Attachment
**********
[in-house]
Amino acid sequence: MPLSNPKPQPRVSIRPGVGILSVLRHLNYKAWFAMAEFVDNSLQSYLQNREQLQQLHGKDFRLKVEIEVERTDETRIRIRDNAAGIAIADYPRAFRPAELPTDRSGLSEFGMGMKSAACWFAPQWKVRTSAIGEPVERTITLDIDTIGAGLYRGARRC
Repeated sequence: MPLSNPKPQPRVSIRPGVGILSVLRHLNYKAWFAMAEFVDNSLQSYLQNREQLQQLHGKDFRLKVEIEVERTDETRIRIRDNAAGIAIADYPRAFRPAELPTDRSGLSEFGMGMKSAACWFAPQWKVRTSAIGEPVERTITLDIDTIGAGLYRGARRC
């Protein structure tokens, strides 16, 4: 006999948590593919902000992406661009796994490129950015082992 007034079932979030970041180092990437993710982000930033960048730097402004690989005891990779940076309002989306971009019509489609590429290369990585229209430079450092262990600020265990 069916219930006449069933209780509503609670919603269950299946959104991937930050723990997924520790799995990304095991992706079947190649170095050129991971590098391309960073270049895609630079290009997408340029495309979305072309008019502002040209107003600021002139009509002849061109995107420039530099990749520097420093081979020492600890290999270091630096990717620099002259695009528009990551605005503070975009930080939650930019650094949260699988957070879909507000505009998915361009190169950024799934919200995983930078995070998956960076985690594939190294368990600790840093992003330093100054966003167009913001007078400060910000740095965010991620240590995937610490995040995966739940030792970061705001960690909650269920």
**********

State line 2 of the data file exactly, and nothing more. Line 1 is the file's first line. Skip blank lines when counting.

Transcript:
Amino acid sequence: MPLSNPKPQPRVSIRPGVGILSVLRHLNYKAWFAMAEFVDNSLQSYLQNREQLQQLHGKDFRLKVEIEVERTDETRIRIRDNAAGIAIADYPRAFRPAELPTDRSGLSEFGMGMKSAACWFAPQWKVRTSAIGEPVERTITLDIDTIGAGLYRGARRC